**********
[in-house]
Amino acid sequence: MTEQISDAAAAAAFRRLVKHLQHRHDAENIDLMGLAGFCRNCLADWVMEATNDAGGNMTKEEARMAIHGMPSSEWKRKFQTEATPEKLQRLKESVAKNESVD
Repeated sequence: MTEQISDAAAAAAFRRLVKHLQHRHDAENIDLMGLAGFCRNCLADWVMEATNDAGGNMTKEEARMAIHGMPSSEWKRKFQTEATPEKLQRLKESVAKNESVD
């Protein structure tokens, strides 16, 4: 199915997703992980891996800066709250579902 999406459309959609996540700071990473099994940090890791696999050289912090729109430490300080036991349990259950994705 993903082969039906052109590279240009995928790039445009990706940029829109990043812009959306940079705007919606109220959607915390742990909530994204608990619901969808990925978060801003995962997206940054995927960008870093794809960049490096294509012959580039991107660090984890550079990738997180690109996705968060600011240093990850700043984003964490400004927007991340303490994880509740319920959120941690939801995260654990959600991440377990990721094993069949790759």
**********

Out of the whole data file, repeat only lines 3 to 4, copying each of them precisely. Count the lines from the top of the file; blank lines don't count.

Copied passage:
Repeated sequence: MTEQISDAAAAAAFRRLVKHLQHRHDAENIDLMGLAGFCRNCLADWVMEATNDAGGNMTKEEARMAIHGMPSSEWKRKFQTEATPEKLQRLKESVAKNESVD
């Protein structure tokens, strides 16, 4: 199915997703992980891996800066709250579902 999406459309959609996540700071990473099994940090890791696999050289912090729109430490300080036991349990259950994705 993903082969039906052109590279240009995928790039445009990706940029829109990043812009959306940079705007919606109220959607915390742990909530994204608990619901969808990925978060801003995962997206940054995927960008870093794809960049490096294509012959580039991107660090984890550079990738997180690109996705968060600011240093990850700043984003964490400004927007991340303490994880509740319920959120941690939801995260654990959600991440377990990721094993069949790759």